Many people want to know what they can do about a criminal conviction after they have served their sentence. For some, there is the possibility of expungement, but these cases are limited. In New Hampshire, an expungement is known as an annulment. When you apply for this here, you can only ask the court to remove records from New Hampshire. Convictions and charges from other states will remain on your record.
You must complete a petition to have your records annulled. There is a waiting period for some cases. If you were convicted, you must wait for one to three years, depending on the type of charge. Violation level offenses have a one-year waiting period, Class B misdemeanors have a two-year wait and Class A misdemeanors have a three-year waiting period. The time doesn’t start until you have successfully completed your sentence.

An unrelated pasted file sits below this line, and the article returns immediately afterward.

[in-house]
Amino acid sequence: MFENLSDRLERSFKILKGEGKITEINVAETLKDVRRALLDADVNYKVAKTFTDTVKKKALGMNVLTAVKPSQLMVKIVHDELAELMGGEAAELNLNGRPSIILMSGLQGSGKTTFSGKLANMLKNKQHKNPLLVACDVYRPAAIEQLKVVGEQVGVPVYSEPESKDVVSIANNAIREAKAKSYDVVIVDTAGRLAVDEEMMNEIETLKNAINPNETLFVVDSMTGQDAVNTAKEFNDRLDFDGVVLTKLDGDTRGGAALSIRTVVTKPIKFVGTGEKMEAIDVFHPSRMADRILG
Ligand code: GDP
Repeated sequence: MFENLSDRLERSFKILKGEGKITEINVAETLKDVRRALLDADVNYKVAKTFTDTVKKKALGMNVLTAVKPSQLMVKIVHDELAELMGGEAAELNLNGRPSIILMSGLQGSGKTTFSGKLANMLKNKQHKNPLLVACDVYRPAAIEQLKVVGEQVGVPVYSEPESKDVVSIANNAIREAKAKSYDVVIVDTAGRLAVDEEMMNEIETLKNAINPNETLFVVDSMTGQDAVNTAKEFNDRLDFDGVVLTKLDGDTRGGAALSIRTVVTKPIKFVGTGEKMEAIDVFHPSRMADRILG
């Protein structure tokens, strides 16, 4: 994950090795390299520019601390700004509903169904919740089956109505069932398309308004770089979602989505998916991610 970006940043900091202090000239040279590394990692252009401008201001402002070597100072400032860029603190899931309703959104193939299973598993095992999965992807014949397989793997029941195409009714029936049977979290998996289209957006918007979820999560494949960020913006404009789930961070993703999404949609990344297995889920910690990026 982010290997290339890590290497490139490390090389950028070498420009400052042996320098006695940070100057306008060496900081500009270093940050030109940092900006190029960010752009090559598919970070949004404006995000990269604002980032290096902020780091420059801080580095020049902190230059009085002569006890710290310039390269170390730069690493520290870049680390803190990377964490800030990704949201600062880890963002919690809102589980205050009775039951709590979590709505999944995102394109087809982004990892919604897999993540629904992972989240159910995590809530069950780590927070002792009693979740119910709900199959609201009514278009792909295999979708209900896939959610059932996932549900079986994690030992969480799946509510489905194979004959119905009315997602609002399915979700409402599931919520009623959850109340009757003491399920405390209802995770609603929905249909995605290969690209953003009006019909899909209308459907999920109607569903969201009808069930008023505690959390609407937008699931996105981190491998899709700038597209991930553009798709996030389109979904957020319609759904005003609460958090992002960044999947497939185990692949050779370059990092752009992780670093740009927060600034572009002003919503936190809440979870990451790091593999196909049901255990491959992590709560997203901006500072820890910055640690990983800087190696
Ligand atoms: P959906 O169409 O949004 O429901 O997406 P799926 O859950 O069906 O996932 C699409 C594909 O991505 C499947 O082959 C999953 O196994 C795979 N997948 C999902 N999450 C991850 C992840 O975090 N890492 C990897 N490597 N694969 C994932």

You don’t have a waiting period if you were found not guilty, the charge was dismissed or it was Nol Prossed. In those cases, you can file immediately to have the charge removed. You will still have to go through the entire process, so plan accordingly. This can be difficult if you need the charge off so you can apply for a job, but there isn’t really a way to speed things up.
When you file the petition, you must have a separate petition for each charge. There are several steps to complete when you want to file this petition. Getting an annulment isn’t a quick process, so be prepared to wait. You will have to complete a questionnaire that the Department of Corrections will send you. That agency will then make a recommendation to the court who is handling your petition.